Annual Banished Word List
funex79 at SLONET.ORG
Thu Jan 3 05:07:09 UTC 2002
At least we don't hear much about "pinpoint bombing" anymore....
----- Original Message -----
From: "ANNE V. GILBERT" <avgilbert at PRODIGY.NET>
To: <ADS-L at LISTSERV.UGA.EDU>
Sent: Wednesday, January 02, 2002 7:10 PM
Subject: Re: Annual Banished Word List
> This is an interesting "take" on things.
> > friendly fire - is also called "fratricide". Friendly fire has been
> > discussed since the Gulf War, but is nothing new. Item: in the 1948
> > for Jerusalem, the commanders on both sides (Abdul Kadar el Huseinni and
> > David Marcus) were killed by friendly fire, as was Stonewall Jackson in
> > It can be argued that at Waterloo more British soldiers were killed by
> > friendly fire than by enemy fire.
> I agree with you that "friendly fire" is nothing new. I remember hearing
> back in the dear old days when the Vietnam War was going on. I just
> that the term came from that period. I'm no doubt mistaken, as I am about
> great many things.
> > faith-based - no available synonyms, and if you happen to dislike Bush's
> > ideas on faith-based initiatives, your desire is that they be killed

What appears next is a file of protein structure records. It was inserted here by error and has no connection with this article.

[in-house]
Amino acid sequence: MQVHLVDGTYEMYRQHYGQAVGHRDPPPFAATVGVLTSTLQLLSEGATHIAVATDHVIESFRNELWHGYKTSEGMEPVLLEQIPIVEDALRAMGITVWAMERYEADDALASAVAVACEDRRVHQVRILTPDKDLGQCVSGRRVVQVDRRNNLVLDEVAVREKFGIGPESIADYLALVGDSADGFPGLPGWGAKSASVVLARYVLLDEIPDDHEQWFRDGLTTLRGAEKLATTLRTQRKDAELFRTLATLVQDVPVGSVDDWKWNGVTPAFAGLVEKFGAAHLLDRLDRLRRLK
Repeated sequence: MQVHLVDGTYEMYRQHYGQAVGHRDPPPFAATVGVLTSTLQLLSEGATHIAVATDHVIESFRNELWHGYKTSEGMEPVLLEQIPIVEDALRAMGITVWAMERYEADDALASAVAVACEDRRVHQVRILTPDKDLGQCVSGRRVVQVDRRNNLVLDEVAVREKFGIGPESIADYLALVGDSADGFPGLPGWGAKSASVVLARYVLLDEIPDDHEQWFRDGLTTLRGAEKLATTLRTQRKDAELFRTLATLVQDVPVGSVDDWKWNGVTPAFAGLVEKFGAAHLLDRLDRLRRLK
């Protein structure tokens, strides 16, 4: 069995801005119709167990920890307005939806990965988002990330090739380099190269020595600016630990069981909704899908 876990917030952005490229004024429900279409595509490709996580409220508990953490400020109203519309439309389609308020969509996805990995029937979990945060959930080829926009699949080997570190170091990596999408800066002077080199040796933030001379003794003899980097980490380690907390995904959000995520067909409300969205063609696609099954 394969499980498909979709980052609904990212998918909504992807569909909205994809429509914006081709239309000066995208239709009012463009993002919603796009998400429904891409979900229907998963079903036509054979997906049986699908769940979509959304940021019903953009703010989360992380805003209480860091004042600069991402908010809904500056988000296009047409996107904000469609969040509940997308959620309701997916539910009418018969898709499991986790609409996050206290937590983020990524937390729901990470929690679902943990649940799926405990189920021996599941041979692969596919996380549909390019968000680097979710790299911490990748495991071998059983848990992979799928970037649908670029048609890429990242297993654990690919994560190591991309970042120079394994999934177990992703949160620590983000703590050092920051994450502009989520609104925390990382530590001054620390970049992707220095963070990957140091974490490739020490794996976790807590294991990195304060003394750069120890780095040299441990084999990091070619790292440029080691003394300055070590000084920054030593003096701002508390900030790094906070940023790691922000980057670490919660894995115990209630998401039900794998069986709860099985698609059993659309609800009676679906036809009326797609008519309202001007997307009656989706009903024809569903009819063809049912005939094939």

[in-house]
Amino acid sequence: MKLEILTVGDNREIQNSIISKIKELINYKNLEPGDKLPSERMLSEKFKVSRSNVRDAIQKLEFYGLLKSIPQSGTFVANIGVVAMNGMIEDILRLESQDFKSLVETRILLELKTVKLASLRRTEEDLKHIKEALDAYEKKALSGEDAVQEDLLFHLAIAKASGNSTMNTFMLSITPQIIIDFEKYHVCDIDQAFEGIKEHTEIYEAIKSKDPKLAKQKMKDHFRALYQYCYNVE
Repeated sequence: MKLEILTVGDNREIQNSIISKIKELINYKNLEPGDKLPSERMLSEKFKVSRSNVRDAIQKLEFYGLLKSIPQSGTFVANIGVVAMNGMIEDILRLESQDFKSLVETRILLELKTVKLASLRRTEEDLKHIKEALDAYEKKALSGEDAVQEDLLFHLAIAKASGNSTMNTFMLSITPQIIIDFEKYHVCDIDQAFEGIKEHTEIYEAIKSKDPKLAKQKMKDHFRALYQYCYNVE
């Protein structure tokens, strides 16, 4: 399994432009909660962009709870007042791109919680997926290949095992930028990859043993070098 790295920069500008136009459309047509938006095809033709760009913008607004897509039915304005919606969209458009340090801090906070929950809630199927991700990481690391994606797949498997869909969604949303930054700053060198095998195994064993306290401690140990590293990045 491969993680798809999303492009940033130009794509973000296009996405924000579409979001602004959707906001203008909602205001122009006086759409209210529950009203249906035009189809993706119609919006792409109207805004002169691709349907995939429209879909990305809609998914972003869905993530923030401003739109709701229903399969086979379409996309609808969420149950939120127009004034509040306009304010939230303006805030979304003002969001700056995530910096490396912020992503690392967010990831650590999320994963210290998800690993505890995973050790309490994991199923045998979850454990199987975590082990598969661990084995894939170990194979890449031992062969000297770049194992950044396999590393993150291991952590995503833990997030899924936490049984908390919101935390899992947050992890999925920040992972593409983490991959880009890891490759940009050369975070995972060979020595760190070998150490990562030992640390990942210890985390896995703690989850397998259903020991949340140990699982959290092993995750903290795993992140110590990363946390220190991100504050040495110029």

> > public debate, which will be difficult if the term is banished. Hence
> > banishing the term would be a politically biased activity!
> "Faith based" is definitely new, and IMHO overused, but since there's no
> real synonym, we're probably stuck with it, unless people come up with
> something else.
> > synergy - no available synonyms
> "Synergy" is a word borrowed, I think, from physics, but it doesn't mean
> popular parlance what it means in physics.Basically it's used(again, I
> think)in business situations to describe a kind of ebb and flow between
> groups or two ideas.
> > sugrical strike - this time I agree that the term should be banished.
> > Knowledgeable people (including many in the US Air Force) know that
> > bombs" have something like a 50% probability of hitting their targets,
> > opposed to the traditional "dumb bombs" whose probability is something
> > than 1%. Thoughtful admirers of the US air campaign in Afghanistan will
> > admit that a "surgical strike" is a matter of luck, or in other words,
> > do not always do what you intend. (Not a political comment, just a
> > of reality).
> "Surgical strike" is another military term that's been around for a long,
> long time, not just in recent wars, and it's been around long before
> bombs" were invented, so I doubt that this phrase will get banned any time
> Anne G
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